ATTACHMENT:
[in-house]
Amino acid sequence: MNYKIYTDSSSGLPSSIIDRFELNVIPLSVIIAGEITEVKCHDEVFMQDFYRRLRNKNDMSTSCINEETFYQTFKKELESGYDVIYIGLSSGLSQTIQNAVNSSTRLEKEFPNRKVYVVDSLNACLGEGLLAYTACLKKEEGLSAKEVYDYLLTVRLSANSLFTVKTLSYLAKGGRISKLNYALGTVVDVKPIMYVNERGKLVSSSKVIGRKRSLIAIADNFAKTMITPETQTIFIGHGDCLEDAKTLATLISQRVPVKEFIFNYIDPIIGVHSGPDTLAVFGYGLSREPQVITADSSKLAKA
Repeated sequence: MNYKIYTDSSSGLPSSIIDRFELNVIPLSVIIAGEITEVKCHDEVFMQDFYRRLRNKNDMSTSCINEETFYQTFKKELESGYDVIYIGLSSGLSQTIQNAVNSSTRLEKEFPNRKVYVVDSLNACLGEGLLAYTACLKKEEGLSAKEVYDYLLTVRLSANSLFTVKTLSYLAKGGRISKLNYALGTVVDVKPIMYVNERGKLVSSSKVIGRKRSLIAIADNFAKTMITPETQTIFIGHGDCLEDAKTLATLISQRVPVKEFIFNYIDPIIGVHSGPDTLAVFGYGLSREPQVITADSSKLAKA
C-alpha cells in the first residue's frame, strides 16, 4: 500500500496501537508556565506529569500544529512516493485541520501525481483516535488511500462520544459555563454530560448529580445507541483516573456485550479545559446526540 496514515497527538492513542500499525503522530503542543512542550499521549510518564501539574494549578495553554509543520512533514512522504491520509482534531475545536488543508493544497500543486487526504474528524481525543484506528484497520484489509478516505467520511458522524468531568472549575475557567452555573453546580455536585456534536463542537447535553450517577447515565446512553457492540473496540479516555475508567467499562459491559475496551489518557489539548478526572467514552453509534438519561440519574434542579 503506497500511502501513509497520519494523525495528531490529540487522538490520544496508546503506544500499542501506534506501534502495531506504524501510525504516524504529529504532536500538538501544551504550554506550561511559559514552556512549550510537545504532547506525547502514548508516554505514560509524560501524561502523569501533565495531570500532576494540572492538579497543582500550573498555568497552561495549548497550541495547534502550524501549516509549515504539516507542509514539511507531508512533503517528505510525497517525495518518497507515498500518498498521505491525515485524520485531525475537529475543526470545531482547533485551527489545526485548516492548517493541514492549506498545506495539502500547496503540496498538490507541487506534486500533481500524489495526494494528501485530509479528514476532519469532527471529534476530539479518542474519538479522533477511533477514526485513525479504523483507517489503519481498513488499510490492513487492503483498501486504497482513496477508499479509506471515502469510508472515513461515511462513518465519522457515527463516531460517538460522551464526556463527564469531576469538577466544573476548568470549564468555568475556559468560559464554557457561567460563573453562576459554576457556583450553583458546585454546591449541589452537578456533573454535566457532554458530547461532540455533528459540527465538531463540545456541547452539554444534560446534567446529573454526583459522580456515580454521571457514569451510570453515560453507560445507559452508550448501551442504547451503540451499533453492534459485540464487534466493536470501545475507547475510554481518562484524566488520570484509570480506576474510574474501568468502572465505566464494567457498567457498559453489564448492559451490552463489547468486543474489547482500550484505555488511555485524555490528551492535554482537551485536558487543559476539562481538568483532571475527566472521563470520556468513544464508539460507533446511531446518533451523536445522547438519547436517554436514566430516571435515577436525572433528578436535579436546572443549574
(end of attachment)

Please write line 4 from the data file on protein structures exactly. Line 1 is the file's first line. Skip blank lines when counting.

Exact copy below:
C-alpha cells in the first residue's frame, strides 16, 4: 500500500496501537508556565506529569500544529512516493485541520501525481483516535488511500462520544459555563454530560448529580445507541483516573456485550479545559446526540 496514515497527538492513542500499525503522530503542543512542550499521549510518564501539574494549578495553554509543520512533514512522504491520509482534531475545536488543508493544497500543486487526504474528524481525543484506528484497520484489509478516505467520511458522524468531568472549575475557567452555573453546580455536585456534536463542537447535553450517577447515565446512553457492540473496540479516555475508567467499562459491559475496551489518557489539548478526572467514552453509534438519561440519574434542579 503506497500511502501513509497520519494523525495528531490529540487522538490520544496508546503506544500499542501506534506501534502495531506504524501510525504516524504529529504532536500538538501544551504550554506550561511559559514552556512549550510537545504532547506525547502514548508516554505514560509524560501524561502523569501533565495531570500532576494540572492538579497543582500550573498555568497552561495549548497550541495547534502550524501549516509549515504539516507542509514539511507531508512533503517528505510525497517525495518518497507515498500518498498521505491525515485524520485531525475537529475543526470545531482547533485551527489545526485548516492548517493541514492549506498545506495539502500547496503540496498538490507541487506534486500533481500524489495526494494528501485530509479528514476532519469532527471529534476530539479518542474519538479522533477511533477514526485513525479504523483507517489503519481498513488499510490492513487492503483498501486504497482513496477508499479509506471515502469510508472515513461515511462513518465519522457515527463516531460517538460522551464526556463527564469531576469538577466544573476548568470549564468555568475556559468560559464554557457561567460563573453562576459554576457556583450553583458546585454546591449541589452537578456533573454535566457532554458530547461532540455533528459540527465538531463540545456541547452539554444534560446534567446529573454526583459522580456515580454521571457514569451510570453515560453507560445507559452508550448501551442504547451503540451499533453492534459485540464487534466493536470501545475507547475510554481518562484524566488520570484509570480506576474510574474501568468502572465505566464494567457498567457498559453489564448492559451490552463489547468486543474489547482500550484505555488511555485524555490528551492535554482537551485536558487543559476539562481538568483532571475527566472521563470520556468513544464508539460507533446511531446518533451523536445522547438519547436517554436514566430516571435515577436525572433528578436535579436546572443549574